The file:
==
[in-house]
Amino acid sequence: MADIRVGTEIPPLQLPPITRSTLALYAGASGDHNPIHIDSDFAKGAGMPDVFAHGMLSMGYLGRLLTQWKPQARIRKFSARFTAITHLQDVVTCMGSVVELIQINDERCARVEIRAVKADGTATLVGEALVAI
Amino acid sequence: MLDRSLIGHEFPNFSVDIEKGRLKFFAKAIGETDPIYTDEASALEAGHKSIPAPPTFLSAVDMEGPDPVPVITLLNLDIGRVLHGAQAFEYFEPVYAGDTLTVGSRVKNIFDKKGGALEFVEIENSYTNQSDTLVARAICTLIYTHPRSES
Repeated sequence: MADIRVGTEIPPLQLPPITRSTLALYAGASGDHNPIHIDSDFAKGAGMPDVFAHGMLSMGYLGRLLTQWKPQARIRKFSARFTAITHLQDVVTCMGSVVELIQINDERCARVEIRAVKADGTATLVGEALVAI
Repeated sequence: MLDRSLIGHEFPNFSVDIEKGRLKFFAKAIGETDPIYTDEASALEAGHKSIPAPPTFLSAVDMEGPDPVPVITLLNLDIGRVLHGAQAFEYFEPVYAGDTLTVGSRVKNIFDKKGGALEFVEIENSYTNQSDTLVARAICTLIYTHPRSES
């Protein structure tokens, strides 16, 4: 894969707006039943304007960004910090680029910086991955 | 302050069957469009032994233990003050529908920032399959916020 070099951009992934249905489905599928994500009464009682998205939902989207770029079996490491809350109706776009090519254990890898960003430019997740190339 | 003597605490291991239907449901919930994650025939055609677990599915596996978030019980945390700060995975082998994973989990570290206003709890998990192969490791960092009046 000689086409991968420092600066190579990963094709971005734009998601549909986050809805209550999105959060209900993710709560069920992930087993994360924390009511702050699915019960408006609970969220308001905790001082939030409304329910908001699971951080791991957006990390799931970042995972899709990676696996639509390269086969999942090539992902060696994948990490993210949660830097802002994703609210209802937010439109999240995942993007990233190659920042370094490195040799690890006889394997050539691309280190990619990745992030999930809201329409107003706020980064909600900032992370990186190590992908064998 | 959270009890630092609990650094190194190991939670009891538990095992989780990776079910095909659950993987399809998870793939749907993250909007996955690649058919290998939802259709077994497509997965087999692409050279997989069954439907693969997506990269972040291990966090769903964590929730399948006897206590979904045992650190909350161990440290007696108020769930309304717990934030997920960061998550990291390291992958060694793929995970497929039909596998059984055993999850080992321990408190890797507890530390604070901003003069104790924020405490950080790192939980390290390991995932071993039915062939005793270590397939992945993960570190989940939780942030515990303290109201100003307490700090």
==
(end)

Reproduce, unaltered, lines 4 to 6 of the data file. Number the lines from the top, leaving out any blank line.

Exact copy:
Repeated sequence: MADIRVGTEIPPLQLPPITRSTLALYAGASGDHNPIHIDSDFAKGAGMPDVFAHGMLSMGYLGRLLTQWKPQARIRKFSARFTAITHLQDVVTCMGSVVELIQINDERCARVEIRAVKADGTATLVGEALVAI
Repeated sequence: MLDRSLIGHEFPNFSVDIEKGRLKFFAKAIGETDPIYTDEASALEAGHKSIPAPPTFLSAVDMEGPDPVPVITLLNLDIGRVLHGAQAFEYFEPVYAGDTLTVGSRVKNIFDKKGGALEFVEIENSYTNQSDTLVARAICTLIYTHPRSES
């Protein structure tokens, strides 16, 4: 894969707006039943304007960004910090680029910086991955 | 302050069957469009032994233990003050529908920032399959916020 070099951009992934249905489905599928994500009464009682998205939902989207770029079996490491809350109706776009090519254990890898960003430019997740190339 | 003597605490291991239907449901919930994650025939055609677990599915596996978030019980945390700060995975082998994973989990570290206003709890998990192969490791960092009046 000689086409991968420092600066190579990963094709971005734009998601549909986050809805209550999105959060209900993710709560069920992930087993994360924390009511702050699915019960408006609970969220308001905790001082939030409304329910908001699971951080791991957006990390799931970042995972899709990676696996639509390269086969999942090539992902060696994948990490993210949660830097802002994703609210209802937010439109999240995942993007990233190659920042370094490195040799690890006889394997050539691309280190990619990745992030999930809201329409107003706020980064909600900032992370990186190590992908064998 | 959270009890630092609990650094190194190991939670009891538990095992989780990776079910095909659950993987399809998870793939749907993250909007996955690649058919290998939802259709077994497509997965087999692409050279997989069954439907693969997506990269972040291990966090769903964590929730399948006897206590979904045992650190909350161990440290007696108020769930309304717990934030997920960061998550990291390291992958060694793929995970497929039909596998059984055993999850080992321990408190890797507890530390604070901003003069104790924020405490950080790192939980390290390991995932071993039915062939005793270590397939992945993960570190989940939780942030515990303290109201100003307490700090």